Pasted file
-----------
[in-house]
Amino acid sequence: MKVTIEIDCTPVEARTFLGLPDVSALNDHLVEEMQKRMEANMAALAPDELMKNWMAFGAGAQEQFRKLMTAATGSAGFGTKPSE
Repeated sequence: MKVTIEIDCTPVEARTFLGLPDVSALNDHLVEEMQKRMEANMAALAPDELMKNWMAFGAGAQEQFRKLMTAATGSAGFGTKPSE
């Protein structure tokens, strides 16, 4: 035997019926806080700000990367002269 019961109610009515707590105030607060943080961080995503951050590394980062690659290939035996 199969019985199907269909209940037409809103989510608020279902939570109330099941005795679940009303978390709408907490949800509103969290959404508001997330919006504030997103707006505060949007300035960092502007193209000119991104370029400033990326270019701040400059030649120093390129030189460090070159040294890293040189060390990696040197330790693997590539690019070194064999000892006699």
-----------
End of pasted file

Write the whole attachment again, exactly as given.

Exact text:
[in-house]
Amino acid sequence: MKVTIEIDCTPVEARTFLGLPDVSALNDHLVEEMQKRMEANMAALAPDELMKNWMAFGAGAQEQFRKLMTAATGSAGFGTKPSE
Repeated sequence: MKVTIEIDCTPVEARTFLGLPDVSALNDHLVEEMQKRMEANMAALAPDELMKNWMAFGAGAQEQFRKLMTAATGSAGFGTKPSE
């Protein structure tokens, strides 16, 4: 035997019926806080700000990367002269 019961109610009515707590105030607060943080961080995503951050590394980062690659290939035996 199969019985199907269909209940037409809103989510608020279902939570109330099941005795679940009303978390709408907490949800509103969290959404508001997330919006504030997103707006505060949007300035960092502007193209000119991104370029400033990326270019701040400059030649120093390129030189460090070159040294890293040189060390990696040197330790693997590539690019070194064999000892006699």